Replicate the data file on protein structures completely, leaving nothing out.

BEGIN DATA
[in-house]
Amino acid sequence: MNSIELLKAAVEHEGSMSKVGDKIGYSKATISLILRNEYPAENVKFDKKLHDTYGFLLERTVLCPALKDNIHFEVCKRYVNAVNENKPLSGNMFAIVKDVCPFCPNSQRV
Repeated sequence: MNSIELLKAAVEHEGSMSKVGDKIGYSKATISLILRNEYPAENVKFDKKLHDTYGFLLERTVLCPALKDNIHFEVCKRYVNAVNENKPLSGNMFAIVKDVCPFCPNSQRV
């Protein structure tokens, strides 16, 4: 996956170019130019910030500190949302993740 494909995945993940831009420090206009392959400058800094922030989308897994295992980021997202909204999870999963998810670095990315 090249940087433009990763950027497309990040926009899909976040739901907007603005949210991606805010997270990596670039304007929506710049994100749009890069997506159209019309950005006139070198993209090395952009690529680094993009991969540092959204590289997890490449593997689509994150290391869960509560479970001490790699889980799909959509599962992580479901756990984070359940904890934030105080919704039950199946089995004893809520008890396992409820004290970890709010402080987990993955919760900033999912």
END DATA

[in-house]
Amino acid sequence: MNSIELLKAAVEHEGSMSKVGDKIGYSKATISLILRNEYPAENVKFDKKLHDTYGFLLERTVLCPALKDNIHFEVCKRYVNAVNENKPLSGNMFAIVKDVCPFCPNSQRV
Repeated sequence: MNSIELLKAAVEHEGSMSKVGDKIGYSKATISLILRNEYPAENVKFDKKLHDTYGFLLERTVLCPALKDNIHFEVCKRYVNAVNENKPLSGNMFAIVKDVCPFCPNSQRV
């Protein structure tokens, strides 16, 4: 996956170019130019910030500190949302993740 494909995945993940831009420090206009392959400058800094922030989308897994295992980021997202909204999870999963998810670095990315 090249940087433009990763950027497309990040926009899909976040739901907007603005949210991606805010997270990596670039304007929506710049994100749009890069997506159209019309950005006139070198993209090395952009690529680094993009991969540092959204590289997890490449593997689509994150290391869960509560479970001490790699889980799909959509599962992580479901756990984070359940904890934030105080919704039950199946089995004893809520008890396992409820004290970890709010402080987990993955919760900033999912």